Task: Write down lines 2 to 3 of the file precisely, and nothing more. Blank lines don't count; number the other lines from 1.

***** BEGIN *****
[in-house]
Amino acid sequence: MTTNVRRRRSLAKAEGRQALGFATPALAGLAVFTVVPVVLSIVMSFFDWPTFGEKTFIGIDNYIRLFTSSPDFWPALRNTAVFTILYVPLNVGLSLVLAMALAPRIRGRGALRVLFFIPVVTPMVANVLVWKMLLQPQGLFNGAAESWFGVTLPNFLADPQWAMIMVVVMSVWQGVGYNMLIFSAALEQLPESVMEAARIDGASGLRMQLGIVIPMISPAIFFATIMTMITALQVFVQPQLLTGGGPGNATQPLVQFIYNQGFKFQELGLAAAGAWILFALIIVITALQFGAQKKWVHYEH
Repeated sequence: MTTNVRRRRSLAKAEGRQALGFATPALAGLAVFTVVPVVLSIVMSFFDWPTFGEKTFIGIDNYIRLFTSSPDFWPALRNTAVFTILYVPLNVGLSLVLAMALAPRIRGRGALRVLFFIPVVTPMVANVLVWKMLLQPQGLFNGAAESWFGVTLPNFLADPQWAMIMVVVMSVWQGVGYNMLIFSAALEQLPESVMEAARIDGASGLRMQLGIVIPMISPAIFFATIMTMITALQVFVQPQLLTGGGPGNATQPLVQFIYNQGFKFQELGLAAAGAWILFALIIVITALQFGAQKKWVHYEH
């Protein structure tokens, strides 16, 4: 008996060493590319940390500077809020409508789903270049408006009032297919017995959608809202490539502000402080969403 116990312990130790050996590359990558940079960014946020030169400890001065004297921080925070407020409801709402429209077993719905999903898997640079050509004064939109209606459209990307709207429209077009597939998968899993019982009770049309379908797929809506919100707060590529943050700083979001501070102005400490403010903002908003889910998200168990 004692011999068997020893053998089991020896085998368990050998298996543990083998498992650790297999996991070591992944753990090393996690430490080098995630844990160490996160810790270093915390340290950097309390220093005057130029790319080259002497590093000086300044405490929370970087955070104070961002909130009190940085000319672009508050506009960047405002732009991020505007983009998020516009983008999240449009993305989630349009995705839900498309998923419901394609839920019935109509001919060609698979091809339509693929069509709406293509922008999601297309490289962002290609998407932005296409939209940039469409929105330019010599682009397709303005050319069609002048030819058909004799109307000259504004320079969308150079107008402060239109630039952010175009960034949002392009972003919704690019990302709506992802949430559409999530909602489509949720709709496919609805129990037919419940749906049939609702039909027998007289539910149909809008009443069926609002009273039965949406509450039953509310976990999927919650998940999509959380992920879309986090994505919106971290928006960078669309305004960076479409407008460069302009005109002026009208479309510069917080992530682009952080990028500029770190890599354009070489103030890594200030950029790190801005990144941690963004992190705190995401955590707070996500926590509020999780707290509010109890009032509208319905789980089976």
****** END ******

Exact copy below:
Amino acid sequence: MTTNVRRRRSLAKAEGRQALGFATPALAGLAVFTVVPVVLSIVMSFFDWPTFGEKTFIGIDNYIRLFTSSPDFWPALRNTAVFTILYVPLNVGLSLVLAMALAPRIRGRGALRVLFFIPVVTPMVANVLVWKMLLQPQGLFNGAAESWFGVTLPNFLADPQWAMIMVVVMSVWQGVGYNMLIFSAALEQLPESVMEAARIDGASGLRMQLGIVIPMISPAIFFATIMTMITALQVFVQPQLLTGGGPGNATQPLVQFIYNQGFKFQELGLAAAGAWILFALIIVITALQFGAQKKWVHYEH
Repeated sequence: MTTNVRRRRSLAKAEGRQALGFATPALAGLAVFTVVPVVLSIVMSFFDWPTFGEKTFIGIDNYIRLFTSSPDFWPALRNTAVFTILYVPLNVGLSLVLAMALAPRIRGRGALRVLFFIPVVTPMVANVLVWKMLLQPQGLFNGAAESWFGVTLPNFLADPQWAMIMVVVMSVWQGVGYNMLIFSAALEQLPESVMEAARIDGASGLRMQLGIVIPMISPAIFFATIMTMITALQVFVQPQLLTGGGPGNATQPLVQFIYNQGFKFQELGLAAAGAWILFALIIVITALQFGAQKKWVHYEH